Striking Out On Their Own

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Kemba Charleston FCU board members logged more than 1,000 vehicle miles recently to assure striking Kroger employees that their credit union was willing to help.

"Our main sponsor is the Kroger Company," said Joetta Heck, manager of KCFCU, referring to the Cincinnati-based grocery chain. "And we have members at all 44 stores-in West Virginia, Ohio and Kentucky."

She said that several weeks into the strike that began on Oct. 13, board members and staff weren't sure that their members knew the credit union had financial options available, including extension agreements and consumer counseling to help them get through the crisis.

At the same time, the credit union has prepared itself for an outflow in deposits and the resulting decrease in assets.

"Assets are sliding backwards somewhat," Heck said after the sixth week of the strike that has left 44,000 employees without regular paychecks.

During a normal week, she said, the CU averages $200,000 in deposits. The first week after the strike, it collected $7,000, much of it in increments of $100-compensation to striking employees. "This week we are getting $13,000," she told The Credit Union Journal.

The $32-million Kemba Charleston FCU does have 19% capital "which is going to go a long, long way," she said. "We're right on track for a decent income spread."

Still, Heck said, the board was not happy that so many of its members were at risk of financial crises. "They just hated the fact that the delinquencies were coming in and the members weren't talking to us," Heck said. "We didn't want to have to report them to the credit bureau."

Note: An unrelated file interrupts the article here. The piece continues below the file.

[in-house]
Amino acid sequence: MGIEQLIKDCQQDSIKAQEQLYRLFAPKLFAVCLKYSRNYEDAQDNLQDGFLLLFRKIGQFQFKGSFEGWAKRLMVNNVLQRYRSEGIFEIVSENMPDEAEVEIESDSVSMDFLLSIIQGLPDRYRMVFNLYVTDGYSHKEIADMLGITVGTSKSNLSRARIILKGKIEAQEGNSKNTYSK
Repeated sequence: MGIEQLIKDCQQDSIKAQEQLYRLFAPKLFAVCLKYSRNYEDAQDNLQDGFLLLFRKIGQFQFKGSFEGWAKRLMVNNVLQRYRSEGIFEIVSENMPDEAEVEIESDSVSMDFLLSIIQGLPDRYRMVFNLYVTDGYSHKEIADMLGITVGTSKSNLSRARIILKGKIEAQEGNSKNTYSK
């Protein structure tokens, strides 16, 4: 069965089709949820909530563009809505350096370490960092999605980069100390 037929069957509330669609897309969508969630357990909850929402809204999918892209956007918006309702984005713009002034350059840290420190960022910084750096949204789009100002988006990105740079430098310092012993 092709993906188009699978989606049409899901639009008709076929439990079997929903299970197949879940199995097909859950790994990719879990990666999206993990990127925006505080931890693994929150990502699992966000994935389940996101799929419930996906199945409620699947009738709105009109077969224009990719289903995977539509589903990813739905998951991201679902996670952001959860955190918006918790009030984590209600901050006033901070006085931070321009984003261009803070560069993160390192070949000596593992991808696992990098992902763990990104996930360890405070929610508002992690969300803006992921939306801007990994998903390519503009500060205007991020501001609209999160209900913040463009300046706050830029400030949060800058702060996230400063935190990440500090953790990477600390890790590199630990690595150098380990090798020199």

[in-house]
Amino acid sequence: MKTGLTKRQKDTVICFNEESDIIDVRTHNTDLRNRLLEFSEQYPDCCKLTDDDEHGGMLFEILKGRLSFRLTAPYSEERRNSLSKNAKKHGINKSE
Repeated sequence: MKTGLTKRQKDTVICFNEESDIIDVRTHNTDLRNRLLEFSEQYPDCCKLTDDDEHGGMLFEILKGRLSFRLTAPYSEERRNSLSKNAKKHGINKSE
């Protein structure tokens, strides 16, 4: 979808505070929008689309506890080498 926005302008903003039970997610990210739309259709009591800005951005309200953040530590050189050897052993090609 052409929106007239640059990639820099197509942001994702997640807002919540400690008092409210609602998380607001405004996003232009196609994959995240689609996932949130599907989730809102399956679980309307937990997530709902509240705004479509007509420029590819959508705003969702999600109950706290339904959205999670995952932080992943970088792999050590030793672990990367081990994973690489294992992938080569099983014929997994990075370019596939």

She said board members wondered if their members even knew KCFCU was willing to help.

At issue between the workers and their employer is the amount the latter is willing to pay for health benefits; an issue that led to similar strikes at separate grocery stores on the West Coast. Employees said the latest offer isn't enough to cover their current plan, and thus reduces their benefits package. Both sides predict the standstill will last at least through the end of the year.

"Our biggest challenge was getting the word out," Heck said. "Even though we contacted the union hall explaining the pyramid of options, response was limited. We didn't know if they were passing the message along or if a notice was just stuck on a board somewhere."

She said board members took that "personal service" philosophy above and beyond the call of duty when they decided to travel to each of the strike locations to make sure their members were aware of their financial options.

Before they revved their engines, Heck said, board members participated in her one-hour training session. They left armed with cheat sheets as well.

Ron Turley, board chair and a retired Kroger employee, and Calvin Holden, a board member who is also a striking worker, stopped at every Kroger store between Dunbar and Ashland, Kentucky, and then crossed the river and traveled on to Marietta, Ohio.